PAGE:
Radioactive Water: The people in charge of protecting the environment in Massachusetts said a big “no” to Holtec, the company in charge of getting rid of the Pilgrim Nuclear Power Station, a closed nuclear plant.
The argumentative request asked if it was okay to let out more than 1 million gallons of radioactive wastewater into Cape Cod Bay. The draft decision mentioned a law from the state that says the bay is an ocean sanctuary. After that, there will be time for people to leave comments before the decision is officially made.
This article talks about a complicated problem. It looks at things like the environment, money, and people who don’t like it. It tells us what might happen next when they shut things down.
When Holtec took over the Pilgrim Nuclear Power Station after it stopped making power in 2019, they promised to be open about how they would take it apart. This article is about a tough problem. It considers stuff like the surroundings, cash, and folks who ain’t fans of it. It gives us an idea of what could happen next when they close things down.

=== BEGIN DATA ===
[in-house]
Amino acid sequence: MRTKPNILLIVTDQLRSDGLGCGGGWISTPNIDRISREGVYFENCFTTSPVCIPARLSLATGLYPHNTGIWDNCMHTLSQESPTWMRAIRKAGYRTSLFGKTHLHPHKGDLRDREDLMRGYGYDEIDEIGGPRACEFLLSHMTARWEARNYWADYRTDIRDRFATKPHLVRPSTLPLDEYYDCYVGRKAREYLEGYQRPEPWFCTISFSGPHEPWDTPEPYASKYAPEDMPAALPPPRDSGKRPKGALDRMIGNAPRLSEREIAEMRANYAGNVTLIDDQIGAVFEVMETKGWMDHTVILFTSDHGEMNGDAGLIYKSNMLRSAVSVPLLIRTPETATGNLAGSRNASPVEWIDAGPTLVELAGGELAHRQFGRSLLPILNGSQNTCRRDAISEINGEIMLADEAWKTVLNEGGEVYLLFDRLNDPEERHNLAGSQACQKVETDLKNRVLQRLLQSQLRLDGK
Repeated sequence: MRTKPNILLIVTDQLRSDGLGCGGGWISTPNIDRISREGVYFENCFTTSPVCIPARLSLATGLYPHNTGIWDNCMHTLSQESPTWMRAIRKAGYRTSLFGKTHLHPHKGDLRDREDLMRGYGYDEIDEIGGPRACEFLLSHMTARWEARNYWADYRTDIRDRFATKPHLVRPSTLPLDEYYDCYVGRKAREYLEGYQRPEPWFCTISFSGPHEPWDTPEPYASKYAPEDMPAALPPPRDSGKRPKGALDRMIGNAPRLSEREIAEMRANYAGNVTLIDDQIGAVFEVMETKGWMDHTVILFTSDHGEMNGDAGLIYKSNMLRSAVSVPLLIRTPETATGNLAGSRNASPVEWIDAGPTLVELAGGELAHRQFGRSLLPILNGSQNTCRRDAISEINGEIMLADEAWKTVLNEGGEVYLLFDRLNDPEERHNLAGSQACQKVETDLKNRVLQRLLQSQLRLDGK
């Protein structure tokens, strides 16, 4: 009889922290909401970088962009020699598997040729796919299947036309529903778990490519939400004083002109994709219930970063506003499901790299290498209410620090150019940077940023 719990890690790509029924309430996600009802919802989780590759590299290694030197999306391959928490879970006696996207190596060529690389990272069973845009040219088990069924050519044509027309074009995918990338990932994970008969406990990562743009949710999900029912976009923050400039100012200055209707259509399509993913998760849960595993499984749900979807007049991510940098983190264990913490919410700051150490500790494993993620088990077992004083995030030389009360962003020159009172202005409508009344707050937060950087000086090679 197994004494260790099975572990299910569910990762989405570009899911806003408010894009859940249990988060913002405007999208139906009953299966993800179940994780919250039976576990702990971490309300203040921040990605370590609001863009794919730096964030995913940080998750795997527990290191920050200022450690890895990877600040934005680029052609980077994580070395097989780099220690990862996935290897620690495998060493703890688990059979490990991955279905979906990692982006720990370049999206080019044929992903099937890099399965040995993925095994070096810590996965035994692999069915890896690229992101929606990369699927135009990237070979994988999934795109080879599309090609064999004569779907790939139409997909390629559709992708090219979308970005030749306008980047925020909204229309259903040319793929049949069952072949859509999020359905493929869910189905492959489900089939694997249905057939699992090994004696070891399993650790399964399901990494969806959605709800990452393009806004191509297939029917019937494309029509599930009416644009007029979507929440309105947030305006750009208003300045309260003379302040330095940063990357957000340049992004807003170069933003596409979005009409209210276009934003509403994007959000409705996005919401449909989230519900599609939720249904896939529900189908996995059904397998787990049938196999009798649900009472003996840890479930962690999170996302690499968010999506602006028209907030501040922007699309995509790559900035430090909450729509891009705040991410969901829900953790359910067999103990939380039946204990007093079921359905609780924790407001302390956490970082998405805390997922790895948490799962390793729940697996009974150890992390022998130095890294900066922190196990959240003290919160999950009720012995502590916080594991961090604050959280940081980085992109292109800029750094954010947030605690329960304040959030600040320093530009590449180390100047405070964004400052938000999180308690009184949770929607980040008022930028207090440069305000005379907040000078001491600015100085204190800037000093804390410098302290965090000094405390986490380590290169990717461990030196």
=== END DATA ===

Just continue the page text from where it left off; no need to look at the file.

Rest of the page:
Environmentalists and local stakeholders have vehemently opposed Holtec’s request, expressing concern over potential threats to Cape Cod Bay’s ecosystem, public health, and the fishing and shellfishing industries.
The group that wants to protect Cape Cod talked about how releasing treated wastewater can harm the environment. And a senator named Edward Markey said that Holtec didn’t keep their promise to be open and honest.
The Massachusetts Department of Environmental Protection said no to changing the permit because it’s really important to keep the bay protected. The decision about the draft was unsure about the impact on the environment, which was studied by both Pilgrim operators and Holtec.
It said that more investigation is needed before any discharge can happen.
Holtec says that the stuff they want to release follows safety rulesand could help the Plymouth community’s economy get better. The company is sad that the state said no, and now they’re waiting for the U.S. Environmental Protection Agency to make a decision.
Holtec said discharge is a good option, but there are other choices like evaporation or taking the waste away in trucks to be treated and discharged somewhere else. Looking into these other options might help find a compromise between what everyone wants and how the project is moving forward.
The denial of Holtec’s request to release radioactive wastewater into Cape Cod Bay marks a significant victory for environmentalists and local stakeholders seeking to protect the bay’s ecological integrity and the region’s economy. As people are giving their opinions and waiting for the EPA to make a decision, they are still looking closely at how the Pilgrim Nuclear Power Station is being shut down and might make changes to the process.